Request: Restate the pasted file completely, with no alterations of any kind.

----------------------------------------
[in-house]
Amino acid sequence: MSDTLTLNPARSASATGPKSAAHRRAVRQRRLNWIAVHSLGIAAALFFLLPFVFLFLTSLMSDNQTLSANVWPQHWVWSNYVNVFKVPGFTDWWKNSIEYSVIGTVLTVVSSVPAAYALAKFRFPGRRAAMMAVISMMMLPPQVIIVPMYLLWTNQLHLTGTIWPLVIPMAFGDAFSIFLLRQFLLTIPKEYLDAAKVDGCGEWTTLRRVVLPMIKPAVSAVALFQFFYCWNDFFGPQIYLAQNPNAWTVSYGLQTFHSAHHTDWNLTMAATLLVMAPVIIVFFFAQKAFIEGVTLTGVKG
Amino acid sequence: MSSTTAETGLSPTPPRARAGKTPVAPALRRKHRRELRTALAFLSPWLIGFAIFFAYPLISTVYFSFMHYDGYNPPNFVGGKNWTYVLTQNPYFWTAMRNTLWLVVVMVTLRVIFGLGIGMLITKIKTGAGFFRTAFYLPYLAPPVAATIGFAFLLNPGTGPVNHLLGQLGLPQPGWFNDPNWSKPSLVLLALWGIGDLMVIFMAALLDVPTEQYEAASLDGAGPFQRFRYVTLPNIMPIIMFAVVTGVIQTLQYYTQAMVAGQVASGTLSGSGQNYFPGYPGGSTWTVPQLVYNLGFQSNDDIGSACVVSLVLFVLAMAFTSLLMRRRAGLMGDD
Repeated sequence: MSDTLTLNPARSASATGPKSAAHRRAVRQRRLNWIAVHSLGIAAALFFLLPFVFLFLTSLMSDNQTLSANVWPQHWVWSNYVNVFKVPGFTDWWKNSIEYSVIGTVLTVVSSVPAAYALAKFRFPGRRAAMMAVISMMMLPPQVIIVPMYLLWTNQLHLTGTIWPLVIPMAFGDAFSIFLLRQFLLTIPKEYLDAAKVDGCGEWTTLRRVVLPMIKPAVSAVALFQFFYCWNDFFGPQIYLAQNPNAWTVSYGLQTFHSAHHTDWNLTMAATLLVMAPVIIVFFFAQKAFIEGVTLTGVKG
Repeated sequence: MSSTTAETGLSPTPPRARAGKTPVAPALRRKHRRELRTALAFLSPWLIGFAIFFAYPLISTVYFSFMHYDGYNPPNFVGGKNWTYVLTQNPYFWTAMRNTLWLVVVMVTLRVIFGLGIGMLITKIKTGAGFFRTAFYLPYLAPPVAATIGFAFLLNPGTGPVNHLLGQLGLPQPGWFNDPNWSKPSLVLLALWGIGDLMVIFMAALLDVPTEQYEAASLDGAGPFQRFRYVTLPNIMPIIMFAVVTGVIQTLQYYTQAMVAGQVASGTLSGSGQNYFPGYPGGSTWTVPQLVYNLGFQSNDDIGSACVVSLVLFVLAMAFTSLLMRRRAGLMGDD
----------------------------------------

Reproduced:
[in-house]
Amino acid sequence: MSDTLTLNPARSASATGPKSAAHRRAVRQRRLNWIAVHSLGIAAALFFLLPFVFLFLTSLMSDNQTLSANVWPQHWVWSNYVNVFKVPGFTDWWKNSIEYSVIGTVLTVVSSVPAAYALAKFRFPGRRAAMMAVISMMMLPPQVIIVPMYLLWTNQLHLTGTIWPLVIPMAFGDAFSIFLLRQFLLTIPKEYLDAAKVDGCGEWTTLRRVVLPMIKPAVSAVALFQFFYCWNDFFGPQIYLAQNPNAWTVSYGLQTFHSAHHTDWNLTMAATLLVMAPVIIVFFFAQKAFIEGVTLTGVKG
Amino acid sequence: MSSTTAETGLSPTPPRARAGKTPVAPALRRKHRRELRTALAFLSPWLIGFAIFFAYPLISTVYFSFMHYDGYNPPNFVGGKNWTYVLTQNPYFWTAMRNTLWLVVVMVTLRVIFGLGIGMLITKIKTGAGFFRTAFYLPYLAPPVAATIGFAFLLNPGTGPVNHLLGQLGLPQPGWFNDPNWSKPSLVLLALWGIGDLMVIFMAALLDVPTEQYEAASLDGAGPFQRFRYVTLPNIMPIIMFAVVTGVIQTLQYYTQAMVAGQVASGTLSGSGQNYFPGYPGGSTWTVPQLVYNLGFQSNDDIGSACVVSLVLFVLAMAFTSLLMRRRAGLMGDD
Repeated sequence: MSDTLTLNPARSASATGPKSAAHRRAVRQRRLNWIAVHSLGIAAALFFLLPFVFLFLTSLMSDNQTLSANVWPQHWVWSNYVNVFKVPGFTDWWKNSIEYSVIGTVLTVVSSVPAAYALAKFRFPGRRAAMMAVISMMMLPPQVIIVPMYLLWTNQLHLTGTIWPLVIPMAFGDAFSIFLLRQFLLTIPKEYLDAAKVDGCGEWTTLRRVVLPMIKPAVSAVALFQFFYCWNDFFGPQIYLAQNPNAWTVSYGLQTFHSAHHTDWNLTMAATLLVMAPVIIVFFFAQKAFIEGVTLTGVKG
Repeated sequence: MSSTTAETGLSPTPPRARAGKTPVAPALRRKHRRELRTALAFLSPWLIGFAIFFAYPLISTVYFSFMHYDGYNPPNFVGGKNWTYVLTQNPYFWTAMRNTLWLVVVMVTLRVIFGLGIGMLITKIKTGAGFFRTAFYLPYLAPPVAATIGFAFLLNPGTGPVNHLLGQLGLPQPGWFNDPNWSKPSLVLLALWGIGDLMVIFMAALLDVPTEQYEAASLDGAGPFQRFRYVTLPNIMPIIMFAVVTGVIQTLQYYTQAMVAGQVASGTLSGSGQNYFPGYPGGSTWTVPQLVYNLGFQSNDDIGSACVVSLVLFVLAMAFTSLLMRRRAGLMGDD